#1
I met with a guy who wants some recording done. He has a thin kind of nasally voice. Any mic recommendations? I heard this is something the SM58 is useful for in the studio. I can't get anything super expensive, but around $100-$300 would be nice for now. The dude said he would pay me and help get any equipment needed to record him. Which really I may not need anything and just fudge it with EQ (I would rather not do and would prob sound like crap).

I have a Behringer C-1 mic that does boost the lows quite a bit (normally I have to cut a bit on whenever I use it). Maybe this will be perfect for this person? I should also point out before buying it I have access to a wide range of mics, so just throw out some ideas and I can go look around and see if I can find one :p
#2
I would say try him with whatever you normally use for vocals first, there's always the possibility that he might sound fine in a full mix.
I deeply regret the 6661 in my username. Siiiigh. Damn you, 14 year old me, you edgy little bastard.
#3
Quote by Carl6661
I would say try him with whatever you normally use for vocals first, there's always the possibility that he might sound fine in a full mix.

This is true. I may just stick him real close to the mic and see what it sounds like with an instrumental. I was stand like 4-5 feet away when I was listening to him a capella
#4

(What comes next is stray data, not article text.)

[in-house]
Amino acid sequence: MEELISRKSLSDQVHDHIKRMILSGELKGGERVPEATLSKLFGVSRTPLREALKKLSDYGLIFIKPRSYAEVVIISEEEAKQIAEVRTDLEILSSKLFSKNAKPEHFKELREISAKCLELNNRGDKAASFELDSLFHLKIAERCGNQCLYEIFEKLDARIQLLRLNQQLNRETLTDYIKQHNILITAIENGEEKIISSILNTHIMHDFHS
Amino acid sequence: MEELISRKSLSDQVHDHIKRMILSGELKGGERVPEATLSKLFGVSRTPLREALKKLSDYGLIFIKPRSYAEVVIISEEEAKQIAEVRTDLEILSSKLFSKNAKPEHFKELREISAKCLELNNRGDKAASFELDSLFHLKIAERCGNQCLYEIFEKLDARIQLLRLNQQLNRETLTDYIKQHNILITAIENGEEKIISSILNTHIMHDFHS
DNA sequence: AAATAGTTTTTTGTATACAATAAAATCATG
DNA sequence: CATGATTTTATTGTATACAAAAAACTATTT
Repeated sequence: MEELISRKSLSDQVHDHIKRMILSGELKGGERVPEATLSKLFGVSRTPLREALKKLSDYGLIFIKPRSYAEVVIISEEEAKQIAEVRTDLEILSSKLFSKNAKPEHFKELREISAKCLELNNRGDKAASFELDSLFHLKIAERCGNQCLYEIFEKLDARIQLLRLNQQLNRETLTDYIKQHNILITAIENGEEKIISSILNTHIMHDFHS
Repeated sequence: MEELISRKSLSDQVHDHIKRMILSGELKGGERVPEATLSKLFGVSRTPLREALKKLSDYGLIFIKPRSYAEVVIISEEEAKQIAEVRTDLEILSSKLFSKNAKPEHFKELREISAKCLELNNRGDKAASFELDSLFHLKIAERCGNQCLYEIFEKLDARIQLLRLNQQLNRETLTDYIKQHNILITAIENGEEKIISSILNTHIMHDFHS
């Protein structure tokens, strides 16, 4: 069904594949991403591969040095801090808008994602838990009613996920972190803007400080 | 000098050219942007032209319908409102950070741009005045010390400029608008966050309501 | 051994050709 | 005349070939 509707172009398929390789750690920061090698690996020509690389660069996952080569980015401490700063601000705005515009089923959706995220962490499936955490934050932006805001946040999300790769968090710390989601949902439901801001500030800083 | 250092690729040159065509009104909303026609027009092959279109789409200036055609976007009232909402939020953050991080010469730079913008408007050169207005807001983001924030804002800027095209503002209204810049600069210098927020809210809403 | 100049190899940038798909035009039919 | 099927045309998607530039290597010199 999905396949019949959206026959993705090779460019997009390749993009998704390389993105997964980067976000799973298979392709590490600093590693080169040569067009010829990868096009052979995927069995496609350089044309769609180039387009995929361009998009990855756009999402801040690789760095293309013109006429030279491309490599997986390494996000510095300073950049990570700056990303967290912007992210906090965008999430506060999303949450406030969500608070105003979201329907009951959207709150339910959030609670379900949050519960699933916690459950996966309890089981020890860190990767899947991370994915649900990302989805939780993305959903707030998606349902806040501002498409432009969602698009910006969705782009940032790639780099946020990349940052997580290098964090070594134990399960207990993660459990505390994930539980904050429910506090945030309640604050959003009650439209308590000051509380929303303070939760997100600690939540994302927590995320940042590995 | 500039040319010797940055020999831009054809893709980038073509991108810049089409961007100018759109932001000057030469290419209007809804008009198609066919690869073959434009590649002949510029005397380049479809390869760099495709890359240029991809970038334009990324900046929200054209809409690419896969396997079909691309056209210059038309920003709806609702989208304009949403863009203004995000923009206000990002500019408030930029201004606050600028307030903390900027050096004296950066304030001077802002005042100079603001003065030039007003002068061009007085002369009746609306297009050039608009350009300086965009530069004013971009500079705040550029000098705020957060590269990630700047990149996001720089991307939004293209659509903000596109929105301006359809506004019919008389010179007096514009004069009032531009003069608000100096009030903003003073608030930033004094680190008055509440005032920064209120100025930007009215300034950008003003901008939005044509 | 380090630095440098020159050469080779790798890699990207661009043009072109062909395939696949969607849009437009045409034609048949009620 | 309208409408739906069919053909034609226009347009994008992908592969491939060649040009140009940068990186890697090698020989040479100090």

Quote by FireHawk
This is true. I may just stick him real close to the mic and see what it sounds like with an instrumental. I was stand like 4-5 feet away when I was listening to him a capella


I'm not sure what you meant by 'real close', but I'd just say just treat it like any other vocal recording. You can't magically change his voice through any magical recording techniques.

Provided he can actually sing well, most people probably wont be bothered about the actual tone of his voice. If he's happy with his voice, and the nasal sound dosen't stand out as being distracting in the mix, you'll be fine. If there is a specific annoying frequency, you should be able to EQ it enough for it to sit nicely anyway.
I deeply regret the 6661 in my username. Siiiigh. Damn you, 14 year old me, you edgy little bastard.
#5
Quote by Carl6661
I'm not sure what you meant by 'real close', but I'd just say just treat it like any other vocal recording. You can't magically change his voice through any magical recording techniques.


well the mic i plan on using for him looses bass response pretty fast (distance wise from the mic) therefore I will push him close to get more bass response.

Its not magical recording technique its just the response of the mic. That and usually when the farther away from a mic the thinner the signal. This will be to make sure nothing is lost in his voice.

i am just going to try using the behringer mic because of the low response that comes from it
#6
Quote by FireHawk
well the mic i plan on using for him looses bass response pretty fast (distance wise from the mic) therefore I will push him close to get more bass response.

Its not magical recording technique its just the response of the mic. That and usually when the farther away from a mic the thinner the signal. This will be to make sure nothing is lost in his voice.

i am just going to try using the behringer mic because of the low response that comes from it